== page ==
So far so good. I walked the two blocks to the Costa Rican border post and found a lovely agent who was friendly and spoke passable English. Different from last time in July, they did not ask to see a bus ticket showing I would leave Costa Rica within six months, or $500 in cash to show I could survive there. But still require a receipt for a $5 exit tax, which you can get right there at bank office ATM with a credit card. But, when I walked over to the Salidas or exit window, which the same lovely agent had just moved to, she told me they were refusing to do same day exit stamps as Panama would not allow people to enter without having spent 24 hours in Costa Rica. Panama border agents had forced me to stay 24 hours last January, so I was prepared for this, even though in July I did an immediate turnaround.
I found a motel, Johnny's, that had WiFi, air conditioning, cable TV, and a shower, though I'm surprised they could fit a full sized bed in the tiny room as well as a writing table and chair. I could check in immediately at 7:30am and the price was $26. It was also across the street from the InterAmerica hotel I stayed at last January (no WiFi, but bigger room for $30), which had a very nice restaurant.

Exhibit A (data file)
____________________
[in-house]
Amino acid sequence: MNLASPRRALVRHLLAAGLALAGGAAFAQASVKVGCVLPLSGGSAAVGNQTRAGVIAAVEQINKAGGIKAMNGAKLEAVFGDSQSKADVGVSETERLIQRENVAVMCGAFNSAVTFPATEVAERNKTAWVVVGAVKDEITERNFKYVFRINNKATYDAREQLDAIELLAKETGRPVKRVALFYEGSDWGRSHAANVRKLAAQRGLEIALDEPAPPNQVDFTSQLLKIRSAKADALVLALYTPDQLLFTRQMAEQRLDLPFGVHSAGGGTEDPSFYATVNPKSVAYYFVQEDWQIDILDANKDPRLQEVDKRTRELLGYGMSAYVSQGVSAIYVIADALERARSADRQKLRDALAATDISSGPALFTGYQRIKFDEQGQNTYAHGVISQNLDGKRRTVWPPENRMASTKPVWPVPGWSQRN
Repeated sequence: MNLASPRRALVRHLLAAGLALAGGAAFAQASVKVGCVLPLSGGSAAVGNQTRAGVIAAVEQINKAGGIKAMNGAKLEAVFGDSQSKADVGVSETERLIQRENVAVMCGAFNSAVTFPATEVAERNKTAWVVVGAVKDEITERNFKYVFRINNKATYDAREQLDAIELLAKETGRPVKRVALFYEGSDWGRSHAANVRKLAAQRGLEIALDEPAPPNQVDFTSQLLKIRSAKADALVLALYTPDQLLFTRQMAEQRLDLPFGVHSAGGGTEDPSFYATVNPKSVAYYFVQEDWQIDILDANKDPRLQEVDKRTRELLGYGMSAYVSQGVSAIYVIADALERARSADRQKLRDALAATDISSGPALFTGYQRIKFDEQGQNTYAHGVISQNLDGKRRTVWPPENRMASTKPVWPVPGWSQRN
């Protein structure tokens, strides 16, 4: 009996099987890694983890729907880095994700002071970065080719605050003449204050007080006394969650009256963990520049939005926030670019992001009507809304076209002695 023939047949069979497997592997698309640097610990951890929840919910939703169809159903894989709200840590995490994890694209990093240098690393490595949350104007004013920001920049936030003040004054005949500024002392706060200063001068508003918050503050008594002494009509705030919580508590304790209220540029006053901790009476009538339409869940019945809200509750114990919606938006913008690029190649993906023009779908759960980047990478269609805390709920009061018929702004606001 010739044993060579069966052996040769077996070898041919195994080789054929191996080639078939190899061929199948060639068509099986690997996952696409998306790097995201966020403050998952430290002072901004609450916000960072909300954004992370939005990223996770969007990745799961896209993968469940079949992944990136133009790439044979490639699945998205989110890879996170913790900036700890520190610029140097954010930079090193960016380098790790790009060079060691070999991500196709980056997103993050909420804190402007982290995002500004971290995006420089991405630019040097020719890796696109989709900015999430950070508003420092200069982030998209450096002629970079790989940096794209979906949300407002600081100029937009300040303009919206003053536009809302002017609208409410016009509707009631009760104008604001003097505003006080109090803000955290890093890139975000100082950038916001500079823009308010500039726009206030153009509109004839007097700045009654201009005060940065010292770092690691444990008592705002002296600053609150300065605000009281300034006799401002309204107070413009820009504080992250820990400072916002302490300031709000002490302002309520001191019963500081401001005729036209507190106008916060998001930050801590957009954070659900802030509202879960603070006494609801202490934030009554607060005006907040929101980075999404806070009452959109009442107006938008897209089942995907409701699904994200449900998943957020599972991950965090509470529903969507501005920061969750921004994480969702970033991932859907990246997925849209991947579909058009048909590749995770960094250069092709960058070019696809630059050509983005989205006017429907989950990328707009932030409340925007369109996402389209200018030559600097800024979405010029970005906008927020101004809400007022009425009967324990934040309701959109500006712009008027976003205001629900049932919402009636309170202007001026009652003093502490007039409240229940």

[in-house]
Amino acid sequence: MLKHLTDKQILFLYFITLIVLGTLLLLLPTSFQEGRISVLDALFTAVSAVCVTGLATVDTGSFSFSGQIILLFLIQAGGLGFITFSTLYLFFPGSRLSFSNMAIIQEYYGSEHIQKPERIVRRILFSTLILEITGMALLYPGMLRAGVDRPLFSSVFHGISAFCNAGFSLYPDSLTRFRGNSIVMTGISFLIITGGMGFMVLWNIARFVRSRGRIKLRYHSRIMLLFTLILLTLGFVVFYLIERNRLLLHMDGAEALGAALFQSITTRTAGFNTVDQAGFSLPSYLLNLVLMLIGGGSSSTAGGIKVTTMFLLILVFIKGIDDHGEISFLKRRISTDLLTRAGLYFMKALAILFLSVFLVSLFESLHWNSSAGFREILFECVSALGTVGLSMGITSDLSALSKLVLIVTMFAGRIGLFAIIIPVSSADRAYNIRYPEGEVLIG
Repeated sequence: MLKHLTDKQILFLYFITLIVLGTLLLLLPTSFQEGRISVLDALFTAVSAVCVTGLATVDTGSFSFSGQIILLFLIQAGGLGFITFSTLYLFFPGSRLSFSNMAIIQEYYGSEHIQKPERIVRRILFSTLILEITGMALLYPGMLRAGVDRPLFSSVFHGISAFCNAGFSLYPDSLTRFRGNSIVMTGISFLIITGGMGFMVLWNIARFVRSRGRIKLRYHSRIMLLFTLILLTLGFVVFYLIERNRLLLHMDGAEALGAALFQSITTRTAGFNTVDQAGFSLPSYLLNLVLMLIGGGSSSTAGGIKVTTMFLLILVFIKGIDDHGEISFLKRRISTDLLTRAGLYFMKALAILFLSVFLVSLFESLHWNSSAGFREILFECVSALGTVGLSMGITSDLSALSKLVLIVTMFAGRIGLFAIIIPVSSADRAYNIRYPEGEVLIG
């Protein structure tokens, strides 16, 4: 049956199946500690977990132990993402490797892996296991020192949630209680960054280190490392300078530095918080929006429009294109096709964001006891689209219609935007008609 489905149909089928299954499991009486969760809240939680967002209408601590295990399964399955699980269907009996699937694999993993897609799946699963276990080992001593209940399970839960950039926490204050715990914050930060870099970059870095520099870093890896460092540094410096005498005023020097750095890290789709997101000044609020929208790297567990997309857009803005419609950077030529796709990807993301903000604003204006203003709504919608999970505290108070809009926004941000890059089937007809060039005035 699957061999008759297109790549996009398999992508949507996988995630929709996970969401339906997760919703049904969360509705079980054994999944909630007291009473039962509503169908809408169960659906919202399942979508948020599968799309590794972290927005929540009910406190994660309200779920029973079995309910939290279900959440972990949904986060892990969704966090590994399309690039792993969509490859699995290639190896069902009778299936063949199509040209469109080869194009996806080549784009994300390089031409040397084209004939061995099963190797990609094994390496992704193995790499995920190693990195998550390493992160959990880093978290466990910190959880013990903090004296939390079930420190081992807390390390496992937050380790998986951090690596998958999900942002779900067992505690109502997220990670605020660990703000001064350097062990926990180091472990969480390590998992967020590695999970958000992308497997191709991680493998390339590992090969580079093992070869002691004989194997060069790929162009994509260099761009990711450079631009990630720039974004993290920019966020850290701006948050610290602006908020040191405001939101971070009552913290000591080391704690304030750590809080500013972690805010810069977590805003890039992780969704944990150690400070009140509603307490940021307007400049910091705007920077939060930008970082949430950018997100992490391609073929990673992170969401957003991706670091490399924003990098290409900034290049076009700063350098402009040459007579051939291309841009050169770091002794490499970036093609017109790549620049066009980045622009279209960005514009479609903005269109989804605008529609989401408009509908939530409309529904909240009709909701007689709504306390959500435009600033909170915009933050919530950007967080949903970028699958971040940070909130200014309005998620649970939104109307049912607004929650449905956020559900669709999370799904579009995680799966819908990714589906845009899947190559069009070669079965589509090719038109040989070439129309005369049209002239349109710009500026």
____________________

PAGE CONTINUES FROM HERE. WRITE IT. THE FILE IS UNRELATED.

Deciding I wanted to wait for lunch instead of having breakfast, about 11:30 (which was actually 10:30 Costa Rica time, an hour earlier than Panama) I walked over to the restaurant and tried to figure out what the menu items were with my almost nonexistent grasp of Spanish. Unfortunately, when I had my iPhone set up to get Johnny's WiFi, it didn't seem to want to translate on my Jibbigo software. Everything I typed in Spanish came out exactly the same in Spanish again. So I really had no idea what I would get when I ordered Casados con carne en salsa, except in the picture it looked like some kind of combination plate. I know carne is meat, usually beef, so I went for it. Got a lovely platter, and while the chunks of beef were a bit fattier than I prefer, it was all pretty tasty Costa Rican fare.